Alumni in the News
Gregory Rose MPA’92 poses with Public and Nonprofit Management faculty members and Dallas County Commissioner Dr. Theresa Daniel MPA’96 and 2016 Alumna of the Year recipient (to Rose’s left).
EPPS Alumnus Earns Award
Gregory Rose MPA’92, city manager of University City, Missouri, received the Alumnus of the Year award during the UTD’s third annual Public Affairs Alumni Conference.
Rose said the Master of Public Affairs program gave him critical management and financial tools that helped during his career.
“In today’s society we have an increase in demand for services and a decrease in revenue to address issues,” Rose said. “As a result of the information I’ve learned here, I’m able to deal with complex budget issues. That’s had a tremendous impact on my career because no matter what service you’re providing, it has to get funded.”
The Public and Nonprofit Management program in the School of Economic, Political and Policy Sciences hosted the April 20 alumni conference. Held at the Davidson-Gundy Alumni Center, the event drew dozens of graduates who serve in leadership roles in government, nonprofit agencies and business enterprises throughout North Texas.
The program featured panel discussions such as “#MeToo – Creating Organizational Cultures with Respect and Dignity for All” and “Emergency Management – Latest Trends and Topics.”
Comets land on Richland College Wall of Honor
Before Fabian Castro, Jewell Love MS’13 and Temesgen Zerom became Comets, they were Thunderducks. In honor of their achievements, Richland College recently added the students to its Wall of Honor.
At an April 12 ceremony conducted by the Dallas Community College District, four of the five awardees – including Castro, Love and Zerom – had UT Dallas ties:
- Castro was honored for his work as a student lab assistant in Richland’s chemistry lab prep area. At UTD, he is a chemistry major with plans to follow summer graduation with enrollment in the University’s master’s program. He said his goal is to “improve the quality and efficacy of drugs currently used to treat cancer.”
- Love, a UTD sociology graduate student who graduated with a master’s degree in May, mentored homeless teens and conducted research on how lack of diversity in the medical field affects people of color. Love said she has developed a passion for teaching and is aiming for a PhD in her field.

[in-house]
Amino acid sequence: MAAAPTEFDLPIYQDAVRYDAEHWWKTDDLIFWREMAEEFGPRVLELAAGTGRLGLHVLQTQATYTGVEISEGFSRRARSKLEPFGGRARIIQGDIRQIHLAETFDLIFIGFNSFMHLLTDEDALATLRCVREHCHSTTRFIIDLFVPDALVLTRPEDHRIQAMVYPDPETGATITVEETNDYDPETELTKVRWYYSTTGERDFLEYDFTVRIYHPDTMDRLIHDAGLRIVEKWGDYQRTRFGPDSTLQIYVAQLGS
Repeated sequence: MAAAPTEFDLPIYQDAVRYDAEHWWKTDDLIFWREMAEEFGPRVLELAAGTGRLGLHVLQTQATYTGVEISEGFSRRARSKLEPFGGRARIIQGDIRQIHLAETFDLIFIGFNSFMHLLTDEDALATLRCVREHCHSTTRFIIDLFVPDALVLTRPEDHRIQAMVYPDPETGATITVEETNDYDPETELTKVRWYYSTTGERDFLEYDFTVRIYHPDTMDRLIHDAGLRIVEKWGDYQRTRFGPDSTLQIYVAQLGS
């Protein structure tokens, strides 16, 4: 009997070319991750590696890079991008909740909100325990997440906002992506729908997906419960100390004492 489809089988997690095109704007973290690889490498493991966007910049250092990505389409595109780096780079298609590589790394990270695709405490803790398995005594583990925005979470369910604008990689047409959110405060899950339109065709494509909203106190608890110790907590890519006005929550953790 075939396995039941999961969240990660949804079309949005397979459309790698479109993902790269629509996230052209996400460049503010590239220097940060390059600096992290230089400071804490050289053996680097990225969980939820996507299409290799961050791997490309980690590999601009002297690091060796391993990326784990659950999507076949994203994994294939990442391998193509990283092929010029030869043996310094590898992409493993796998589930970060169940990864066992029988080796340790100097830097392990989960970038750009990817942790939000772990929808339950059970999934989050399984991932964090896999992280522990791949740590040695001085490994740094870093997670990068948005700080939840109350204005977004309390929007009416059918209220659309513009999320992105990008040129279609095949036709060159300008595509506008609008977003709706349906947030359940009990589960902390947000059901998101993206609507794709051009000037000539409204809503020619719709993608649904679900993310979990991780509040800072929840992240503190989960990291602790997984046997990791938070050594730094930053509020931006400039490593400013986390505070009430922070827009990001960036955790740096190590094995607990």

- Zerom is a mechanical engineering senior and 2017 Terry Transfer Scholar who mentored middle and high school students while at Richland. Zerom plans to graduate in 2019 and to pursue a master’s degree at UT Dallas.
- Dr. Behrang H. Hamadani BS’01 is project leader in the Heat Transfer and Alternative Energy Systems Group of the Engineering Laboratory at the National Institute of Standards and Technology of the U.S. Department of Commerce.
Pictured above, from left, are Castro, Love, Tito Salas and Zerom.
Video Game Creators Find the Upside of Teamwork
The team of alumni who comprise PolyKnight Games have found a tailwind beneath their wings after the success of their first game, “InnerSpace.”
UTD Hosts Taiwan Symposium
Dennis Lu-Chung Weng MA’11 PhD’14 of Sam Houston State University was part of a panel on public attitude toward alliances and presidential approval in Taiwan.
Dr. Dennis Lu-Chung Weng began his academic career at UTD while earning his masters and PhD in political science. And recently, Weng MA’11, PhD’14 was back on campus, this time presenting his research at the Taiwan Democracy Symposium.
Weng, now an assistant professor at Sam Houston State University, discussed his research on public attitudes toward Taiwan’s foreign policy at the event organized by the School of Economic, Political and Policy Sciences.
“I always feel good to be back at UT Dallas because the professors and staff here remind me of all the great memories I had in the doctoral program,” Weng said.
Among the 100 attendees were two other political science alumni: Dr. Walt Borges PhD’08, who teaches at the University of North Texas at Dallas; and Dr. John Connolly, PhD’13.
The event featured discussions on a range of topics including U.S.-China-Taiwan relations, foreign policy, trade and public opinion two years after historic elections that led to a victory for the state’s pro-independence party.
“Taiwan plays a pivotal role in the region, as a western-style democracy at China’s doorstep,” said Dr. Karl Ho, clinical associate professor of political science, public policy and political economy. “The Taiwan Democracy Symposium provided a platform for researchers and public opinion leaders to address Taiwan’s role in fostering peace in the region and how public opinion will guide the young democracy’s foreign policy.”
Dr. Thomas Scotto, head of school, School of Government and Public Policy at the University of Strathclyde, Glasgow, Scotland, delivered the keynote speech on “American and British Attitudes Toward China in the Age of Trump and Brexit.” The event also included a dinner and speech with guest U.S. Rep. Pete Sessions, R-Dallas.
Ho, associate program director of Social Data Analytics and Research, and Dr. Harold Clarke, Ashbel Smith Professor, have co-published research on voter attitudes in Taiwan, including a 2015 study published in the journal Electoral Studies that found significant generational differences in citizen political attitudes and behavior in that nation.
Clarke and Ho also co-authored a book chapter titled “A Comparative Study of the China Factor in Taiwan and Hong Kong Elections” in the forthcoming Palgrave McMillan book titled Taiwan’s Political Re-Alignment and Diplomatic Challenges (editor Wei-chin Lee).